It’s perhaps odd that I chose the title I did for this blog. Obviously it’s a none-too-obscure play on words to HP’s current "Make it Matter" tagline….but it’s also an acknowledgement that even this $100+BN behemoth has had to stretch for relevance for a few years. From a leadership perspective, HP didn’t matter much for a while (even though many wanted and willed it to)—or at least that was the perception; and that was also sad for a company founded on a DNA of innovation.
Last week’s HP Analyst Event was something of a coming out for a newly confident and assertive HP. The event had skipped a year—testimony to the rough ride that preceded it. But, boy, did it now feel different. Having been to this event a few times, I’m always struck, and reminded, of just how BIG and diverse HP is—everything from 3PAR to Moonshot servers, and from tablets with Beats audio to toner. But my realization hasn’t always been a positive one, indeed in past years ‘big’ has seemed corporately almost powerless, and self-justifying. This year—and I don’t think it was just Kool Aid in the water fountains—"big" felt powerful, and confident.
I’d be remiss if I didn’t mention that I think this starts at the top—both in terms of strategic direction and in terms of "the Meg" (single names seem to denote strong individuals). Meg Whitman came across as credible, smart, and committed. When she said she was "excited" and "I love this [proud] company," I thought it was heartfelt and not off the buzzword-bingo-teleprompter. She reaffirmed HP’s commitment to innovation ("it’s hard to kill founder DNA") while acknowledging the need to package and market things better; she addressed "churn at the top" but balanced it with a reminder of the "solid business foundation" ($120BN revenue and great cash flow). 2013 marks year two of a five year full recovery and transformation plan.
So, let’s just touch on a couple of specifics—all my HP Storage friends were thrilled that the first actual product Meg mentioned was 3PAR. But the leadership pitch was more about tone and direction than about the portfolio per se. The strategy was characterized as both driving and riding a tectonic (do I hear "tech-tonic" anyone!?) market change to “a new style of IT”…this is not HP’s doing in-and-of-itself but the move towards convergence (note my small c) seems perfect for a full service/systems vendor like HP. Talk of Converged (capital c now) Infrastructure was amplified by Dave Donatelli, both in the main tent session and again in the Enterprise break-out session. Again, there was balance – I think borne of renewed confidence rather than self-effacement - in the approach from Dave: While very upbeat about what’s round the [HP own IP] product-corner, he was clear that one of the most common retorts when he visits users is “I didn't know you did that....wow, that's cool...” His usual combination of boyish-enthusiasm and business-pugnacity came together in the ever-so-slightly bold statement that “HP is reinventing infrastructure.” To repeat myself, a few years ago that would’ve sounded like a groundless platitude; last week it sounded like simultaneously laying down a threat and a promise. And there’s evidence of progress too—150k VSAs out in the market, impressive jumps in 3PAR shipments, and over 100PB of flash shipped.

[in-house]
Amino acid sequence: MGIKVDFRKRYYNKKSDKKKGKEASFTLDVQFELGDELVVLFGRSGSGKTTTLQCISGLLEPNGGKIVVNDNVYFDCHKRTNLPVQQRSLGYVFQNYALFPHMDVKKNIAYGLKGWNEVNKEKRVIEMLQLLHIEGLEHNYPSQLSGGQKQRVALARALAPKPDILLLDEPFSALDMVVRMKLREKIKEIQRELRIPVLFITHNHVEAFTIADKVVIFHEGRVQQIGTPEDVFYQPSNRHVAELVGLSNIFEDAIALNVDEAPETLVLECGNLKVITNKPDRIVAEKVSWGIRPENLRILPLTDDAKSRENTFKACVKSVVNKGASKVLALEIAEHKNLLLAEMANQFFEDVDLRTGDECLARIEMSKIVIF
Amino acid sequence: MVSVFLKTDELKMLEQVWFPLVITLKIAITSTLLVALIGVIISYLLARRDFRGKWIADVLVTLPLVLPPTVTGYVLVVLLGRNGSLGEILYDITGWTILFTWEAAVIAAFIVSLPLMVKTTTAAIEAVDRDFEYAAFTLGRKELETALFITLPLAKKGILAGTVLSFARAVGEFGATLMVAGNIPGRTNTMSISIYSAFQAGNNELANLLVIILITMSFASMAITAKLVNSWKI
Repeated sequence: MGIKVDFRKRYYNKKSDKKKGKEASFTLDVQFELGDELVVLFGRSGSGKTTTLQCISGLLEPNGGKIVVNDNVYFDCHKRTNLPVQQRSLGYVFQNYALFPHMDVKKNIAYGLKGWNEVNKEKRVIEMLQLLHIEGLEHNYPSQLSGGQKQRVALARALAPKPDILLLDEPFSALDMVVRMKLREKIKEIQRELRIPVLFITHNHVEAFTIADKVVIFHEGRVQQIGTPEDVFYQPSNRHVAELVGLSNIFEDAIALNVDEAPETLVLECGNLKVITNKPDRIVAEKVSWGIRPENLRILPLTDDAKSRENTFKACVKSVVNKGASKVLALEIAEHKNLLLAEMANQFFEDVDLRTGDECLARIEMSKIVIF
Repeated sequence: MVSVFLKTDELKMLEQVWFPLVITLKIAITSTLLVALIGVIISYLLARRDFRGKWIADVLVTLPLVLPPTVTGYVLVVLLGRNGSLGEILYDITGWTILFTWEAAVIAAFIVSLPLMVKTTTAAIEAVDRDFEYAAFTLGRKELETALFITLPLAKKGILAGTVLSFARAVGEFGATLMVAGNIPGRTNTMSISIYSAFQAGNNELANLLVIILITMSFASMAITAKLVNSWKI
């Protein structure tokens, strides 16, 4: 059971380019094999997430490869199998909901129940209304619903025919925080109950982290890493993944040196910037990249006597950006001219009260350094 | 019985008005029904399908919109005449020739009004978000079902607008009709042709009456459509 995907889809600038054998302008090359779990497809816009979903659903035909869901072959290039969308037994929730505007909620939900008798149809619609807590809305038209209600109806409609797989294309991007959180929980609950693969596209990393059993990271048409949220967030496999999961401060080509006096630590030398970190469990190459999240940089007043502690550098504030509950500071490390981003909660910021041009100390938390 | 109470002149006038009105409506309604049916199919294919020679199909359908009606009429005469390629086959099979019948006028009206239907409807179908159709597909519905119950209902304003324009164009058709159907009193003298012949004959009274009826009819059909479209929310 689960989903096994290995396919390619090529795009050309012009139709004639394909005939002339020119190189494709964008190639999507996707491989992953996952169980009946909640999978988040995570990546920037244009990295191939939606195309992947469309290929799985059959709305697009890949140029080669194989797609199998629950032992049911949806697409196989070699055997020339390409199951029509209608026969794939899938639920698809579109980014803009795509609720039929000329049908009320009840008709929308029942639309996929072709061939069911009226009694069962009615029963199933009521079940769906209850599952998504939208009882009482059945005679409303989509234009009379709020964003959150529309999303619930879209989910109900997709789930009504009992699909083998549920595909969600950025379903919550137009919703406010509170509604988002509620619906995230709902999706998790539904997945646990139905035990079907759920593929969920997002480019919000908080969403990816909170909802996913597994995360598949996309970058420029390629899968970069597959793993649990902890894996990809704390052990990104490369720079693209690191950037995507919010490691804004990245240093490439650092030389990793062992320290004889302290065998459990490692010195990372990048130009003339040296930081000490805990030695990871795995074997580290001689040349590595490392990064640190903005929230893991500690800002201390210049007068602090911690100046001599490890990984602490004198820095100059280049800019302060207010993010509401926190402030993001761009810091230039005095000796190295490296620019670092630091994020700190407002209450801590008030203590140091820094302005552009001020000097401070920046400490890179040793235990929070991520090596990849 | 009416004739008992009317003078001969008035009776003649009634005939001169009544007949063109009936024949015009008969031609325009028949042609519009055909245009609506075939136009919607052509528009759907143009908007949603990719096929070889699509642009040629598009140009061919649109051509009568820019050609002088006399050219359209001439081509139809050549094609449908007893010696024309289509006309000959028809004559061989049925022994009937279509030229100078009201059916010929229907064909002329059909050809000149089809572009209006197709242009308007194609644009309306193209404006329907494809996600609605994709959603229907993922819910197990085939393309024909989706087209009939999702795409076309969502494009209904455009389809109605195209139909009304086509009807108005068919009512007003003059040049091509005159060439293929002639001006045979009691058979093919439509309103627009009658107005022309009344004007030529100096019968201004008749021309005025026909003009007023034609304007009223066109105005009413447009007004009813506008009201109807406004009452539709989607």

The positive tone and credibility (hugely helped by a compelling NDA-based peek around the product-corner by Martin Fink the CTO of HP Labs) were my big takeaway notes: both these things were palpable across all the HP folks I met with as well—there was a sense of belief to replace the sense of wandering (or should it be wondering?) from a couple of years back.
Now of course, from "belief" to "achievement" is not a short, easy hop. Just listening to some of the things that have been fixed (like how many sign-off signatures to get things done) gives an insight into the effort that it will take to turn this venerable ship fully around. And a cynic might say that the senior management team certainly reflected the DNA of the founders in rather too strong a middle-aged-white-guy sense! But I’m sure HP will take a bunch—whether it’s people or products—that delivers over a bunch that merely dreams every day of the week. That is how you make companies matter.